During the sessions for Harrison's "All Things Must Pass," Clapton, Whitlock Radle and Gordon liked playing together so much they continued as a band of their own, called Derek and the Dominoes, and went on to record one of the greatest blues-rock albums ever — with an assist from none other than Duane Allman — the double LP "Layla and Other Assorted Love Songs."

"All Things Must Pass" hit #1 on both sides of the Atlantic and won a 1972 Grammy nomination for  Album of the Year. It didn't win; that honor went to Carole King's "Tapestry," but hold on George, things would change in the next year.

That's when Harrison's friend, master sitarist Ravi Shankar, asked him to put together a benefit concert for his native nation of Bangladesh, with refugees suffering from political fighting to the ravages of floods and a cyclone.

Shankar had oped to raise at least $25,000, but Harrison had bigger things in mind. What if he put together an all-star concert with some of his musical friends?

Harrison asked and they agreed, although not without some complications. The two-show concert at New York's Madison Square Garden had been billed only as George Harrison and Friends, so no was sure exactly who would show up, including Harrison.

Of his former fellow former Beatles, Ringo Starr joined Harrison for the concert. Harrison invited Clapton, Bob Dylan, Billy Preston and Tulsa rocker Leon Russell to perform solo sets at the concert. Russell also played piano in the backing band for most of the 

Dylan, who hadn't been performing much, initially agreed then had misgivings, leaving Harrison wondering if he would show up for the concert.

Clapton, it was later revealed, was dealing with some drug-related issues at the time, leaving Harrison wondering if Clapton would be able to handle lead guitar duties not covered by Harrison himself.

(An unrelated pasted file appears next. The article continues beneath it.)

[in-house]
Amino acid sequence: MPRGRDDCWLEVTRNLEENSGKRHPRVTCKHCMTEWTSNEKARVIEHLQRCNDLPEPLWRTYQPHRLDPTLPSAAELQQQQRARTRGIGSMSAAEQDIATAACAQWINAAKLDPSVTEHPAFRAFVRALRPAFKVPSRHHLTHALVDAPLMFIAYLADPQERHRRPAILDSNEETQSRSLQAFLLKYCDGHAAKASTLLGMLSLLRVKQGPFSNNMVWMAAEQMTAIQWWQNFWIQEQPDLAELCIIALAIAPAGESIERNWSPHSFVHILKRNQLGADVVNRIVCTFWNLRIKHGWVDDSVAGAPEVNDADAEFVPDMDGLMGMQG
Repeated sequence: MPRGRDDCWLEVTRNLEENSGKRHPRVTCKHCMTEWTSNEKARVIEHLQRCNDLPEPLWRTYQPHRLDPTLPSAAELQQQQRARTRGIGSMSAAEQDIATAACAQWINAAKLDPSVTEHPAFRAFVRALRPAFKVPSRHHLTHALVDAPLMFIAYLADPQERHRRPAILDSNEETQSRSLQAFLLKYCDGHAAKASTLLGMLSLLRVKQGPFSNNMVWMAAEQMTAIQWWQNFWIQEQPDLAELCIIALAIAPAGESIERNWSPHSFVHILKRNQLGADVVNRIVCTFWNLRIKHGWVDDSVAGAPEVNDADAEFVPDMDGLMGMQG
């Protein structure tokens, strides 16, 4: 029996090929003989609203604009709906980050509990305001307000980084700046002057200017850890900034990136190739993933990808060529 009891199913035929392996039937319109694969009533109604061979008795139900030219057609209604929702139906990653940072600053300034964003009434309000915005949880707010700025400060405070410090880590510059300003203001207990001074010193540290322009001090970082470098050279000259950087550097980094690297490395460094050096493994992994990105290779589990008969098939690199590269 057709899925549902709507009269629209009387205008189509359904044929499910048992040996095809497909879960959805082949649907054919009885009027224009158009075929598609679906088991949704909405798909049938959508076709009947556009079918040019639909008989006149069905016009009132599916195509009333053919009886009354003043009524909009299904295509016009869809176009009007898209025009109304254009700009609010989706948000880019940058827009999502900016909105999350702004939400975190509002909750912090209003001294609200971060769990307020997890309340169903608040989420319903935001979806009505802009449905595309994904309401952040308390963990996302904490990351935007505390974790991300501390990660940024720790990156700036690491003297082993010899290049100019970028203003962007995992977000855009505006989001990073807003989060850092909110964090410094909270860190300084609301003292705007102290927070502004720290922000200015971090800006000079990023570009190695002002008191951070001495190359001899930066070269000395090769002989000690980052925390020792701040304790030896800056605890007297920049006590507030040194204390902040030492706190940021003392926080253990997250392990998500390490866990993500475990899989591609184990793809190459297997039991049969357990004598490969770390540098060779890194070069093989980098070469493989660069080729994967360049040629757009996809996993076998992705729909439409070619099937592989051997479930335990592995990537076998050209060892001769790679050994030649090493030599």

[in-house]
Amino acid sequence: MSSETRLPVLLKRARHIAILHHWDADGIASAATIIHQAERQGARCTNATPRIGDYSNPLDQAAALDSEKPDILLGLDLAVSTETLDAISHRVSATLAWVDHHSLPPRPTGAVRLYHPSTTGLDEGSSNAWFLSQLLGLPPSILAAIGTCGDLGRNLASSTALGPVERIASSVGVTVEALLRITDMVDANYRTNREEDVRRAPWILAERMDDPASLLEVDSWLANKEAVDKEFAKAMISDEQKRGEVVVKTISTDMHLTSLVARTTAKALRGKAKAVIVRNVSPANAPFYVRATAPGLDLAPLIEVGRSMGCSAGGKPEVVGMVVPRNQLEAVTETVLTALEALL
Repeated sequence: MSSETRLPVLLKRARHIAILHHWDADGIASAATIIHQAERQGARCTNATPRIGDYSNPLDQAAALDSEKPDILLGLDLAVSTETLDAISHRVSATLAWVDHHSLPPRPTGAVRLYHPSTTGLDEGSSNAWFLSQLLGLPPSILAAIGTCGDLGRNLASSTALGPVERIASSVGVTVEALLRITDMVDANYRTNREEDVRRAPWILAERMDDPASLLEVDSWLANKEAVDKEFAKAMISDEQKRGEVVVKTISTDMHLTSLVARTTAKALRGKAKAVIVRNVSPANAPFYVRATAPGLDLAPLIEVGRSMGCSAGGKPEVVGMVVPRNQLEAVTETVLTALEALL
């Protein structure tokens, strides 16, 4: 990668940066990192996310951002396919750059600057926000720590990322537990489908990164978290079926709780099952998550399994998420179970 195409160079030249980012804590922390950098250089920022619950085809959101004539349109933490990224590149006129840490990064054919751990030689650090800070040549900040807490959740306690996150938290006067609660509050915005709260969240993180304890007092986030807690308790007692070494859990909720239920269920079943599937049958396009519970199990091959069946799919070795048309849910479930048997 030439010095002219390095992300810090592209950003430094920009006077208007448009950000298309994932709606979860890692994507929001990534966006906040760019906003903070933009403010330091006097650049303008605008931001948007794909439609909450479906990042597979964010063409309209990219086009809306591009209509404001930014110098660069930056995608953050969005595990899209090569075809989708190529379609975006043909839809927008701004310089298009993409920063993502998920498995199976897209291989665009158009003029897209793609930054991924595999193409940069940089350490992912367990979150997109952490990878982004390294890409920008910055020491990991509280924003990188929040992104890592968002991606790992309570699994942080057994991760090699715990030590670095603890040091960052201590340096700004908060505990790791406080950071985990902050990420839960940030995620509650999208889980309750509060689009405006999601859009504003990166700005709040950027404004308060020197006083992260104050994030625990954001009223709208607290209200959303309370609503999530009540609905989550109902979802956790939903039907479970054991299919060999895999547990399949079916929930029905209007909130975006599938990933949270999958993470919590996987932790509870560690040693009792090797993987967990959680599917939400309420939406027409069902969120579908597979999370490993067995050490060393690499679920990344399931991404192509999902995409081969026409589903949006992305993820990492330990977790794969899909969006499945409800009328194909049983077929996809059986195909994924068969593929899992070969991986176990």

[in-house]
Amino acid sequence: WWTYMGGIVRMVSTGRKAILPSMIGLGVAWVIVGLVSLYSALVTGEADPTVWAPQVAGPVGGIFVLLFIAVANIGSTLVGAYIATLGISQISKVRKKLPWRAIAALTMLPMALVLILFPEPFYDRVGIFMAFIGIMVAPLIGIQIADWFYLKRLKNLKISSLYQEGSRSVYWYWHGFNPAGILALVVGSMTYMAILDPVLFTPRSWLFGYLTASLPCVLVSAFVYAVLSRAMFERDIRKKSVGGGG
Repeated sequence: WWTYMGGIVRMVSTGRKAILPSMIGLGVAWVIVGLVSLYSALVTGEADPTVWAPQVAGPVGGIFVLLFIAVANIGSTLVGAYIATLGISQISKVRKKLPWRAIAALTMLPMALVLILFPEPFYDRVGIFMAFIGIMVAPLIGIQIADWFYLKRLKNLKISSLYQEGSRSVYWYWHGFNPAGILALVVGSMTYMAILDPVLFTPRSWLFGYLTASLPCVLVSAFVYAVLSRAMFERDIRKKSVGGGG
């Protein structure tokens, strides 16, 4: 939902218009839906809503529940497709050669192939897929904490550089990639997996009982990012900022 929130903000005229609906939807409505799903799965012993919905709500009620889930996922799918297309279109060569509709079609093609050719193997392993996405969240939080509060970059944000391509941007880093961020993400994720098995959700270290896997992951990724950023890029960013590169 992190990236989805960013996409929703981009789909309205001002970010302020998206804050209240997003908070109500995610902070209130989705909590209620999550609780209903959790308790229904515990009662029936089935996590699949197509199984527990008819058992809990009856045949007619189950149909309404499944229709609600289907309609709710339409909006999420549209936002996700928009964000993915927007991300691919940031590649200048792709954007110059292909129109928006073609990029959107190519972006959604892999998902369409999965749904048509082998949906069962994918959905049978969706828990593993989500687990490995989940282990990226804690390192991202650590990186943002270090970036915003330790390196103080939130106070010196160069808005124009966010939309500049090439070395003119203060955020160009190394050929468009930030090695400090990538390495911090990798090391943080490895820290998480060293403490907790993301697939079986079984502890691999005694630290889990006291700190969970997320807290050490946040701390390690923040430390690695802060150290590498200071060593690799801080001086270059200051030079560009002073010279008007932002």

Who else might they call on who could play with a rock, blues and country flair, who could even add some jazz flourishes, if needed? None other than native Oklahoman and Native American, Jesse Ed Davis.

With Ringo not wanting to handle the drumming duties alone, where might they find a skillful drummer who could cover the different types of music onstage? This time they turned to Tulsan Jim Keltner to share the sticks with Ringo. They can be seen in the film of the concert having a good ol' time, drumming in tandem on many of the songs.

Klaus Voorman handled most of the bass-playing duties, but Russell summoned fellow-Tulsan Carl Radle to play bass when Russell performed his "Jumpin' Jack Flash/Youngblood medley. Russell himself left the piano to play bass for Dylan during his performance.

So while Harrison's work is being justly celebrated this month for "All Things Must Pass" and "The Concert for Bangladesh," let's also remember that some Oklahomans contributed to those musical milestones as well.

Oh yeah, "The Concert for Bangladesh," which featured the first live performances of many songs from "All Things Must Pass," won the 1973 Grammy for Album of the Year, giving Harrison some vindication for the loss to "Tapestry" the year before, 

Contact James Beaty at jbeaty@mcalesternews.com.

Trending Video

Recommended for you